By Hillel Aron
By Joseph Tsidulko
By Patrick Range McDonald
By David Futch
By Hillel Aron
By Dennis Romero
By Jill Stewart
By Dennis Romero
"The movie Amadeus, when Amadeus comes to the court where Salieri is and Salieri plays a piece and then Mozart sits down and says, 'I think I can do this,' and he plays the piece so much better than Salieri could have ever conceived -- he starts playing it, and he adds all this stuff to it without really knowing what he's doing, it just starts coming through him -- that was Jay Adams," says Peralta. "Most people have a 20-amp plug in them. This guy had 100 amps. All the time."
Every time the boys skated together -- especially in the pools they were so fond of crashing -- it seemed like there was a new breakthrough. During these sessions, they started laying down the basic language of modern skateboarding. Pushed by Peralta, Biniak finally nailed a frontside kick turn at vert. Not long after, Peralta started stringing them together from tile to tile and a frontside forever was invented. Today, kids take this stuff for granted. It's part of the lexicon. Back then, it was almost unimaginable.
Not everybody saw what the Z-Boys were doing as progress. In a now-celebrated remark, Skateboarding Association executive director Sally Anne Miller told People magazine that Tony Alva represented "everything that was vile in the sport." This was after Alva had appeared as Leif Garrett's thug rival, Tony Bluetile, in the 1977 movie Skateboard.
The assault on polite society didn't stop with Del Mar. In a series of stories and images that appeared in Skateboarder and then other magazines like Thrasher, Craig Stecyk and his young protégé, photographer Glen E. Friedman, began building the legend of Dogtown and the Z-Boys. In stark black-and-white that fit the mood of their beachside dystopia, Friedman introduced teenagers to Tony Alva flipping them off as his kicktail perched incredibly on the lip of a pool. There were shots of bombed-out buildings and graffiti-splattered walls. Then there was Jay Adams grinding the coping of some fat cat's pool with such disdain it looked like class warfare. Stecyk and Friedman created a raw, unapologetic style of documentation that put the boys' skating in the context of their hardcore, uncompromising lifestyle. It became the aesthetic template for skateboarding and other X-Games staples like snowboarding and BMX.
The Z-Boys' style and attitude resonated across the land. Kids in Michigan spray painted their own versions of Stecyk's Dogtown graffiti -- the notorious cross and "rat bones" that would become as well known as Big Daddy Roth's Rat Fink -- on their homemade halfpipes. San Francisco artist Barry McGee, a.k.a. Twist, is said to have tagged his first wall with the Dogtown cross. In D.C., Ian MacKaye of Fugazi fame was dressing like he was from Venice. (MacKaye, Henry Rollins, Jeff Ament and Sean Penn -- who narrates -- all eagerly signed up to contribute to Peralta's documentary.)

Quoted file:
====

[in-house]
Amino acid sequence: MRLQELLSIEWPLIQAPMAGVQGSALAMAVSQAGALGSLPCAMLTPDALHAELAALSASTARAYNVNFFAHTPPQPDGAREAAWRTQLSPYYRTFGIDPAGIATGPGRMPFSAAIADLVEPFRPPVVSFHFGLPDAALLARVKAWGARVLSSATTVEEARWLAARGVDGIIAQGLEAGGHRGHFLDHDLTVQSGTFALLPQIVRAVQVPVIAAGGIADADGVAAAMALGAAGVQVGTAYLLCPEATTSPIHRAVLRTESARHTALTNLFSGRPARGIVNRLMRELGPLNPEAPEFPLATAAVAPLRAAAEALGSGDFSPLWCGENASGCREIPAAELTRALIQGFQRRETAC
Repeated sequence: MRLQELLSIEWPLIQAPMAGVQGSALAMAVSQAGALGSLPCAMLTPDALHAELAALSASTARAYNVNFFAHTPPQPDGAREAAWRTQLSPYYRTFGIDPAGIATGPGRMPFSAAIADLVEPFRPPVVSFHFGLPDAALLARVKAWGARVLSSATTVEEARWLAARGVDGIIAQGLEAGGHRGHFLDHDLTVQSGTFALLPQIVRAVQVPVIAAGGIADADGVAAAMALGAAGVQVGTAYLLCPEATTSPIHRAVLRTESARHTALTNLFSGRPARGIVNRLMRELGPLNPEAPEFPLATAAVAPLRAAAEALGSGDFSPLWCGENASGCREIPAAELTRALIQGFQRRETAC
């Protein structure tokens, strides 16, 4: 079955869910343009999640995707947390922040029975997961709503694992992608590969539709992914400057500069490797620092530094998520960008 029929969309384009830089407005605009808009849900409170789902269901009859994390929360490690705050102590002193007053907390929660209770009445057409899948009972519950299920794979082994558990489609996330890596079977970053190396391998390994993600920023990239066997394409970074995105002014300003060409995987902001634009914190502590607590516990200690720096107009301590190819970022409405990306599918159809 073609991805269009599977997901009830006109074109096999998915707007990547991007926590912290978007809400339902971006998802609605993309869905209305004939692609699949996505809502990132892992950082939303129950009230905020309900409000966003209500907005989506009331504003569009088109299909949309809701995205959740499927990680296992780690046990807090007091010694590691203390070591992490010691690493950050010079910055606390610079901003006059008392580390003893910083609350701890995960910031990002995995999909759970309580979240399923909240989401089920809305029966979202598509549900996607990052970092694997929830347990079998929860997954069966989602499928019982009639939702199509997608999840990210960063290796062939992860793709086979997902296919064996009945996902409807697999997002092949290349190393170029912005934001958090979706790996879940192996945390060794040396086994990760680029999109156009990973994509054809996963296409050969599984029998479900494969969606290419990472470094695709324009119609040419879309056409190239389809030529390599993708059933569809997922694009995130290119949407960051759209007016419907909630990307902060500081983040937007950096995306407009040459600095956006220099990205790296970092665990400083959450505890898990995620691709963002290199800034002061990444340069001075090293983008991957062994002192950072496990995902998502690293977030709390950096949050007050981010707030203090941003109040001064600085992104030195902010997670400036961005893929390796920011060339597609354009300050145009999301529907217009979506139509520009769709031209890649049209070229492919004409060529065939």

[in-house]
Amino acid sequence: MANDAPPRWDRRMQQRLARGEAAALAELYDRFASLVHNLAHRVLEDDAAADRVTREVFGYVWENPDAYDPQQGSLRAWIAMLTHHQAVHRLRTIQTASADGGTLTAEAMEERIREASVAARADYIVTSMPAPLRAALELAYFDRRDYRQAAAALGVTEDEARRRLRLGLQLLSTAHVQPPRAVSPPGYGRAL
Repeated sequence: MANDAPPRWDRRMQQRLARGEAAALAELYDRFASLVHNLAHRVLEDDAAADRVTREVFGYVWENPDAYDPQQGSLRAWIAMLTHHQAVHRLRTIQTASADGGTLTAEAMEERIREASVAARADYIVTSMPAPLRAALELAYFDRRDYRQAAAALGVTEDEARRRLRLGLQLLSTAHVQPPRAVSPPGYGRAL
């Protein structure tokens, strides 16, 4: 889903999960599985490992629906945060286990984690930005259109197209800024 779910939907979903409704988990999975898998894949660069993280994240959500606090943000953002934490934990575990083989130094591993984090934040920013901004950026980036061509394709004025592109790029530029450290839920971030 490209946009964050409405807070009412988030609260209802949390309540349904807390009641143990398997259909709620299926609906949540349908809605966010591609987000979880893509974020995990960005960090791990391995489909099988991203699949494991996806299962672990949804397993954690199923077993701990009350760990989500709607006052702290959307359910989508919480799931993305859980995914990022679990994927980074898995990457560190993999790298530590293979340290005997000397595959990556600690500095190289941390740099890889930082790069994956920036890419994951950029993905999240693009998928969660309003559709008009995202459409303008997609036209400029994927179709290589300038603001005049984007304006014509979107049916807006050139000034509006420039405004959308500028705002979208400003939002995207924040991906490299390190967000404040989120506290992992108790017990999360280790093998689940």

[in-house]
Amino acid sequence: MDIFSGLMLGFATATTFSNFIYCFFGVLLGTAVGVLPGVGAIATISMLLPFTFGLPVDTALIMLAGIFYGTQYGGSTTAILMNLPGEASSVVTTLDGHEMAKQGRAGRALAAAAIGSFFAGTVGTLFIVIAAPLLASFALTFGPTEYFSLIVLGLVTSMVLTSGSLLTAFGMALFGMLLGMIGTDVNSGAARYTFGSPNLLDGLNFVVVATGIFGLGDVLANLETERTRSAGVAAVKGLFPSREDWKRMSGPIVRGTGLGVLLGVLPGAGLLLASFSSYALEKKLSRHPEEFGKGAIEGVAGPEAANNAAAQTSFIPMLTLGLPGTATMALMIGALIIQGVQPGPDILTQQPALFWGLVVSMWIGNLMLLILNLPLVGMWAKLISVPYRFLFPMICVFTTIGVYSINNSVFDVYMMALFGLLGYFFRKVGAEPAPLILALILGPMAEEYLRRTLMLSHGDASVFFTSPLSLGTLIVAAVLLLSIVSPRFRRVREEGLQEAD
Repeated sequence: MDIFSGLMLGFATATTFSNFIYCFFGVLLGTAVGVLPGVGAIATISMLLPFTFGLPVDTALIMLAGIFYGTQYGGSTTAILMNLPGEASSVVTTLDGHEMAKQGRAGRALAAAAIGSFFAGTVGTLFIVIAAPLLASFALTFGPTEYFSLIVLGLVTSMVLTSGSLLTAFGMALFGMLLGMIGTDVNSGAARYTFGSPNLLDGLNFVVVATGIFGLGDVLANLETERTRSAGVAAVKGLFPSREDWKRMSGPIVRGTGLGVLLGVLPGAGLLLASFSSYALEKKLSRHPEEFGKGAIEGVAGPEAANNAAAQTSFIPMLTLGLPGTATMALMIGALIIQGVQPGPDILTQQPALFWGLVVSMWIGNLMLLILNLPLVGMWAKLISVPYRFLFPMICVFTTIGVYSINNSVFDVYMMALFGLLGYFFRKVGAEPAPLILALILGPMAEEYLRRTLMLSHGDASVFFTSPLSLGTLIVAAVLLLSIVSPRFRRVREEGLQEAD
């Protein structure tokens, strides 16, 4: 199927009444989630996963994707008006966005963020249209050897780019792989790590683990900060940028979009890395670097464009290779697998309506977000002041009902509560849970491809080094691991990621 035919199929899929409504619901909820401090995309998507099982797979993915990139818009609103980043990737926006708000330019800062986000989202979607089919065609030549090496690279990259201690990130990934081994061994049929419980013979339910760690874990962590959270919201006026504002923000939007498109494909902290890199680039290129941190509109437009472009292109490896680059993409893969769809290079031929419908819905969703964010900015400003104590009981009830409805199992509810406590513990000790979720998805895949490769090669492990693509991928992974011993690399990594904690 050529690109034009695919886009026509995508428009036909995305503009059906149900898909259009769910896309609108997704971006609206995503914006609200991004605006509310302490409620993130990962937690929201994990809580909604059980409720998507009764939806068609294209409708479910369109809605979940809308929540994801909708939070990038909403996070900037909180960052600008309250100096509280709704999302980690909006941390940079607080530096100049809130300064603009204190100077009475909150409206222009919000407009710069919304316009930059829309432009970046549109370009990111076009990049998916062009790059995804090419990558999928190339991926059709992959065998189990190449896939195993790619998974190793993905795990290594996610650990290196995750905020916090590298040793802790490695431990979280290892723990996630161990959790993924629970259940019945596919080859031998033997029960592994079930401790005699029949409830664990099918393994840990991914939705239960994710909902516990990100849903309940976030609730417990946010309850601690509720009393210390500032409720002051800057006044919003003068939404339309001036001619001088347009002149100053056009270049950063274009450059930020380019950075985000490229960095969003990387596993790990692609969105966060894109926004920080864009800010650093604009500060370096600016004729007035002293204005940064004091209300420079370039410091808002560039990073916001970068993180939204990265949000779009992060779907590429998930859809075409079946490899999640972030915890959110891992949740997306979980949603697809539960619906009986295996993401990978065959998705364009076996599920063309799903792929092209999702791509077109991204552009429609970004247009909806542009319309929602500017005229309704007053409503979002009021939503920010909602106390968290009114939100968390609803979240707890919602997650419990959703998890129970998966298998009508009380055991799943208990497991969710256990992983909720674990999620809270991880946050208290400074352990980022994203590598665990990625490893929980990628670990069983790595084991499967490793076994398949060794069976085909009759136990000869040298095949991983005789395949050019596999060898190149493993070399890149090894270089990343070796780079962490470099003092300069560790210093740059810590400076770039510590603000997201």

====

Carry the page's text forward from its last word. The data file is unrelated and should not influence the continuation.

Today, hip contemporary galleries like L.A.'s New Image and New York's Alleged are dominated by skateboarder artists such as Ed Templeton, Mark Gonzales and Thomas Campbell. Rich Jacobs, who curated a show of his peers' work at New Image this summer, explains the impact the Dogtown aesthetic had on him and friends like MacKaye. "I remember going to the skateboard shop in Long Beach and getting Skateboarder and being amazed at what they were doing. Stecyk was really good at documenting what was going on with his friends," he says. "In my personal opinion, it was the spirit and the energy as much as anything, going a little beyond being a rebellious teenager. They were attacking life with a vengeance that seems more raw than just the average teenager.
"Everything else seemed so mellow and laid-back in the '70s. They weren't that way. They seemed crazy to me."
If Sally Anne Miller was trying to protect the sanctity of organized skateboarding, she was fighting a losing battle. Posters of Alva and Adams were being pinned up on teenagers' walls almost as fast as those of Farrah Fawcett-Majors. To not understand why is to not understand the heart of male adolescence. As a young boy in 1976, you may have dreamed of being with Farrah Fawcett, but you dreamed of being Tony Alva or Jay Adams.
THE BUSINESS END OF SKATEBOARDing wasn't as slow on the uptake as was Ms. Miller.
"After we made the scene in Del Mar, there were skate companies coming after us and offering us things. People started turning them down at first, but then, after a while, the team started to unravel," recalls Bob Biniak over coffee at the type of shop that wouldn't have been seen within miles of Main Street back in the day. Compact and still athletic-looking, Biniak is one of a handful of original Z-Boys who never left the area. "We all came from nothing. We wanted the BMWs and we wanted the stuff, and that was partly how we got those things, and it was kind of a sad story."
Jeff Ho did his best to keep things together, but the Zephyr shop just couldn't compete with big companies like Gordon & Smith and Logan Earth Ski. Adding to the uncertainty, there were production problems with a signature line of fiberglass-deck skateboards the shop was trying to roll out with Jay Adams' stepfather, Kent Sherwood. That partnership dissolved and Sherwood started his own Z-Flex label. Adams and others went with him. The shop closed down soon after the team split up.